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Integrating Wind Turbines and Fish Farms: An Evaluation of Potential Risks to Marine and Coastal Bird Species

1
Scottish Association for Marine Science (SAMS), University of the Highlands and Islands (UHI), Dunstaffnage, Oban, Argyll, Scotland PA37 1QA, UK
2
Environmental Research Institute (ERI), North Highland College, University of the Highlands and Islands (UHI), Ormlie Road, Thurso, Caithness, Scotland KW14 7EE, UK
3
Department of Naval Architecture, Ocean and Marine Engineering, University of Strathclyde, 100 Montrose Street, Glasgow, Scotland G4 0LZ, UK
*
Author to whom correspondence should be addressed.
J. Mar. Sci. Eng. 2020, 8(6), 414; https://doi.org/10.3390/jmse8060414
Received: 30 April 2020 / Revised: 18 May 2020 / Accepted: 4 June 2020 / Published: 6 June 2020
(This article belongs to the Special Issue Environmental Interactions of Marine Renewable Energy Installations)
Expansion of marine aquaculture into more remote areas will likely accelerate over the next decade. Integrating Marine Renewable Energy (MRE) generation technologies (e.g., wind turbines) into remote, off-grid aquaculture sites will reduce reliance on fossil fuels by allowing localised low-carbon power generation, but may also result in novel environmental pressures. In this study, we undertook a thought experiment to assess the potential for increased collision risks to local marine and coastal bird species of integrating small wind turbines (4 units; combined capacity of 200 MWh) into a generalised marine fish farm in western Scotland (UK). Potential risks to bird species were assessed using a bespoke Sensitivity Index (SI) based on 12 factors, including population size, adult survival rate, UK conservation status, flight manoeuvrability, nocturnal flight activity, habitat preference, sensitivity to wind farms, attraction to fish farms for feeding and/or resting, and attraction to other marine anthropogenic structures/activities. SI scores varied substantially between species, but large gulls (Larus sp.) and European shag (Phalacrocorax aristotelis) were expected to be at the greatest potential risk. The general lack of information on interactions between birds and fish farms represented a significant knowledge gap, and greater focus on these interactions is needed to improve future risk assessments. View Full-Text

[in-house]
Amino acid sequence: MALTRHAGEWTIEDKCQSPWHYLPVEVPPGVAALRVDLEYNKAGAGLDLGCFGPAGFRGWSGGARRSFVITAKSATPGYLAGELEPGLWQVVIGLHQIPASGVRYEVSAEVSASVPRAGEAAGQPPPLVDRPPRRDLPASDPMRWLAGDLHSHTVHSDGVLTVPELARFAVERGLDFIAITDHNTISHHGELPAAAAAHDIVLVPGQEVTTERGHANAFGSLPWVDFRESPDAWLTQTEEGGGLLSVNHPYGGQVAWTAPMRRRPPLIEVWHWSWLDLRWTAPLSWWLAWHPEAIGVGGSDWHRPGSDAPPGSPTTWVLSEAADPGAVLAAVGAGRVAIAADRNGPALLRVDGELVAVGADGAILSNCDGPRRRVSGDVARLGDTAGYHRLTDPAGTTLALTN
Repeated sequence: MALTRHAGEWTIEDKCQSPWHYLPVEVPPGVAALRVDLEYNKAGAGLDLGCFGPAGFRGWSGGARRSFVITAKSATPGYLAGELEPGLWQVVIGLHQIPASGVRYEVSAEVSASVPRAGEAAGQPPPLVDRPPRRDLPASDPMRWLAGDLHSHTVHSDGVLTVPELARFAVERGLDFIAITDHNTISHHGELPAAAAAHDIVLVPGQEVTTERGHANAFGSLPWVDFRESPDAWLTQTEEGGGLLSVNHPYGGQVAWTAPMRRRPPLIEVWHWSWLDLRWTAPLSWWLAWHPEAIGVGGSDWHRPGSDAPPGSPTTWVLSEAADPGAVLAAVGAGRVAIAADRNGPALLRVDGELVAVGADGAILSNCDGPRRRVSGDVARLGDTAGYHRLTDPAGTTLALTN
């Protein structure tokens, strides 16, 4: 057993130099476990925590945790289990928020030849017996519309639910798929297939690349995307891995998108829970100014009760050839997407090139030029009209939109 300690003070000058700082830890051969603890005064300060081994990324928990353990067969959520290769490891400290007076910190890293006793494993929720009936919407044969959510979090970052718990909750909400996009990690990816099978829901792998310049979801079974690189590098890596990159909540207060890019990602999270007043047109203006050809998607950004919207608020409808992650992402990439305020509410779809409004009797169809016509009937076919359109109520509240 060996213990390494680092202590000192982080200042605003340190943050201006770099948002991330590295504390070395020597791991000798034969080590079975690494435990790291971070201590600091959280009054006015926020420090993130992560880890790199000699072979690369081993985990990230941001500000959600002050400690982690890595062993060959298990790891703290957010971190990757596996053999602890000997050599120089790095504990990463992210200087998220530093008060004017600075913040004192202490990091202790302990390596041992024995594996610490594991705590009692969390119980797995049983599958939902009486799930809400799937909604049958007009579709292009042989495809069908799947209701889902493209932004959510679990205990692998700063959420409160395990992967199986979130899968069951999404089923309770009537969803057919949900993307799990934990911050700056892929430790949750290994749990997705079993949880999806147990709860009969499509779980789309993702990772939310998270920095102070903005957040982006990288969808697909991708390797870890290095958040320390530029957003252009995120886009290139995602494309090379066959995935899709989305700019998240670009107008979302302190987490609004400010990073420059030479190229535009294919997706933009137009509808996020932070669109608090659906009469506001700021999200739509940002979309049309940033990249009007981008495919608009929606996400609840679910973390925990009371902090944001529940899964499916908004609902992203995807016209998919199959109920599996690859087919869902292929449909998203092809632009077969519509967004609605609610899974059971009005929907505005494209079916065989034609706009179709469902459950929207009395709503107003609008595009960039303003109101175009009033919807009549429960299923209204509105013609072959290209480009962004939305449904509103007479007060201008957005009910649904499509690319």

Keywords: aquaculture; birds; sensitivity analysis; wind turbines; collision risk; conservation aquaculture; birds; sensitivity analysis; wind turbines; collision risk; conservation
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Benjamins, S.; Masden, E.; Collu, M. Integrating Wind Turbines and Fish Farms: An Evaluation of Potential Risks to Marine and Coastal Bird Species. J. Mar. Sci. Eng. 2020, 8, 414.

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